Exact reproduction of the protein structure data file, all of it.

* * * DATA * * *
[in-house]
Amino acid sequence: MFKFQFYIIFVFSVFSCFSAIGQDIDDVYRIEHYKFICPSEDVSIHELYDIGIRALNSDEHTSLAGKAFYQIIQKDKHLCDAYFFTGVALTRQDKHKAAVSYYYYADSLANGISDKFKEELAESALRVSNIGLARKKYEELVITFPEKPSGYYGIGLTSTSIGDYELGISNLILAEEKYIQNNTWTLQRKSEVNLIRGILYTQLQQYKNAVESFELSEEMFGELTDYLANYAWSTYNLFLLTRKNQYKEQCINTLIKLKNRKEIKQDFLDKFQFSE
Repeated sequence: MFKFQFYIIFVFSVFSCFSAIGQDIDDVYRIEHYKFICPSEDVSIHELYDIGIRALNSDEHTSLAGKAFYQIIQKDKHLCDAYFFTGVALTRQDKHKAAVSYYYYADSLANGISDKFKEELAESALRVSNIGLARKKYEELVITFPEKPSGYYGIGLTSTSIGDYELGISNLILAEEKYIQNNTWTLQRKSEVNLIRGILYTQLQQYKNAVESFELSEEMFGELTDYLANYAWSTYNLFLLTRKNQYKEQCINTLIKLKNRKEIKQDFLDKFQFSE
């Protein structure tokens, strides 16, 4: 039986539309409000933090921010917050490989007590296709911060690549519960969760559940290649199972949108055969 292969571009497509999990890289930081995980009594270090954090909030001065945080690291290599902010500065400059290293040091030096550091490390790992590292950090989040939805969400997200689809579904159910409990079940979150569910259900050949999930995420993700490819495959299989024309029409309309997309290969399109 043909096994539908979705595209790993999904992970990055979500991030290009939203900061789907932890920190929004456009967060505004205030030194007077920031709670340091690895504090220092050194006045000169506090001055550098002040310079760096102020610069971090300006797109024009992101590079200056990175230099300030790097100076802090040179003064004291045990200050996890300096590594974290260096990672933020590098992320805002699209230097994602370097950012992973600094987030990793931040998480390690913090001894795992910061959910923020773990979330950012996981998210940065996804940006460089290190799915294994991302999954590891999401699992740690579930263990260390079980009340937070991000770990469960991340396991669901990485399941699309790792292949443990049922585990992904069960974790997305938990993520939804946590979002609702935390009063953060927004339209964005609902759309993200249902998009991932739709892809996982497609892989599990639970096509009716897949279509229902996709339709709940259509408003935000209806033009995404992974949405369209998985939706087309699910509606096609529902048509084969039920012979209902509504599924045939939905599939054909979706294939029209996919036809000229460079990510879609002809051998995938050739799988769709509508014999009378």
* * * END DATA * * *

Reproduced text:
[in-house]
Amino acid sequence: MFKFQFYIIFVFSVFSCFSAIGQDIDDVYRIEHYKFICPSEDVSIHELYDIGIRALNSDEHTSLAGKAFYQIIQKDKHLCDAYFFTGVALTRQDKHKAAVSYYYYADSLANGISDKFKEELAESALRVSNIGLARKKYEELVITFPEKPSGYYGIGLTSTSIGDYELGISNLILAEEKYIQNNTWTLQRKSEVNLIRGILYTQLQQYKNAVESFELSEEMFGELTDYLANYAWSTYNLFLLTRKNQYKEQCINTLIKLKNRKEIKQDFLDKFQFSE
Repeated sequence: MFKFQFYIIFVFSVFSCFSAIGQDIDDVYRIEHYKFICPSEDVSIHELYDIGIRALNSDEHTSLAGKAFYQIIQKDKHLCDAYFFTGVALTRQDKHKAAVSYYYYADSLANGISDKFKEELAESALRVSNIGLARKKYEELVITFPEKPSGYYGIGLTSTSIGDYELGISNLILAEEKYIQNNTWTLQRKSEVNLIRGILYTQLQQYKNAVESFELSEEMFGELTDYLANYAWSTYNLFLLTRKNQYKEQCINTLIKLKNRKEIKQDFLDKFQFSE
């Protein structure tokens, strides 16, 4: 039986539309409000933090921010917050490989007590296709911060690549519960969760559940290649199972949108055969 292969571009497509999990890289930081995980009594270090954090909030001065945080690291290599902010500065400059290293040091030096550091490390790992590292950090989040939805969400997200689809579904159910409990079940979150569910259900050949999930995420993700490819495959299989024309029409309309997309290969399109 043909096994539908979705595209790993999904992970990055979500991030290009939203900061789907932890920190929004456009967060505004205030030194007077920031709670340091690895504090220092050194006045000169506090001055550098002040310079760096102020610069971090300006797109024009992101590079200056990175230099300030790097100076802090040179003064004291045990200050996890300096590594974290260096990672933020590098992320805002699209230097994602370097950012992973600094987030990793931040998480390690913090001894795992910061959910923020773990979330950012996981998210940065996804940006460089290190799915294994991302999954590891999401699992740690579930263990260390079980009340937070991000770990469960991340396991669901990485399941699309790792292949443990049922585990992904069960974790997305938990993520939804946590979002609702935390009063953060927004339209964005609902759309993200249902998009991932739709892809996982497609892989599990639970096509009716897949279509229902996709339709709940259509408003935000209806033009995404992974949405369209998985939706087309699910509606096609529902048509084969039920012979209902509504599924045939939905599939054909979706294939029209996919036809000229460079990510879609002809051998995938050739799988769709509508014999009378």